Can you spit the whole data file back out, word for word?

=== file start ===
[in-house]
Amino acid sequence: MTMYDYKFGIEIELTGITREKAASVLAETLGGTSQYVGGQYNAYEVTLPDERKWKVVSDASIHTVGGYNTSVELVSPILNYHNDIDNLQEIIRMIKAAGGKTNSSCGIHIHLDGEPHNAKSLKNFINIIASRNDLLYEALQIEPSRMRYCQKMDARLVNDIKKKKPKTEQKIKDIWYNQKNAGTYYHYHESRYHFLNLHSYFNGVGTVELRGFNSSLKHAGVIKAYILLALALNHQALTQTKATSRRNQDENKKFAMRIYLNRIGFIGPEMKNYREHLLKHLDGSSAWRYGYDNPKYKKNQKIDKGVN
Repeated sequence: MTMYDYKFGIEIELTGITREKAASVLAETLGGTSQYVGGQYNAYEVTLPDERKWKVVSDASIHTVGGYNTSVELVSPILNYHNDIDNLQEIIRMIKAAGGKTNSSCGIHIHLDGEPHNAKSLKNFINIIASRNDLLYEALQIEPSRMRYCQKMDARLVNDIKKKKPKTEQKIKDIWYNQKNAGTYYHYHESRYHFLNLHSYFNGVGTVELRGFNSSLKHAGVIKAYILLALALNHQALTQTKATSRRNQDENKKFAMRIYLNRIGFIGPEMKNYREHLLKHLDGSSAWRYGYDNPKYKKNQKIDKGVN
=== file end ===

[in-house]
Amino acid sequence: MTMYDYKFGIEIELTGITREKAASVLAETLGGTSQYVGGQYNAYEVTLPDERKWKVVSDASIHTVGGYNTSVELVSPILNYHNDIDNLQEIIRMIKAAGGKTNSSCGIHIHLDGEPHNAKSLKNFINIIASRNDLLYEALQIEPSRMRYCQKMDARLVNDIKKKKPKTEQKIKDIWYNQKNAGTYYHYHESRYHFLNLHSYFNGVGTVELRGFNSSLKHAGVIKAYILLALALNHQALTQTKATSRRNQDENKKFAMRIYLNRIGFIGPEMKNYREHLLKHLDGSSAWRYGYDNPKYKKNQKIDKGVN
Repeated sequence: MTMYDYKFGIEIELTGITREKAASVLAETLGGTSQYVGGQYNAYEVTLPDERKWKVVSDASIHTVGGYNTSVELVSPILNYHNDIDNLQEIIRMIKAAGGKTNSSCGIHIHLDGEPHNAKSLKNFINIIASRNDLLYEALQIEPSRMRYCQKMDARLVNDIKKKKPKTEQKIKDIWYNQKNAGTYYHYHESRYHFLNLHSYFNGVGTVELRGFNSSLKHAGVIKAYILLALALNHQALTQTKATSRRNQDENKKFAMRIYLNRIGFIGPEMKNYREHLLKHLDGSSAWRYGYDNPKYKKNQKIDKGVN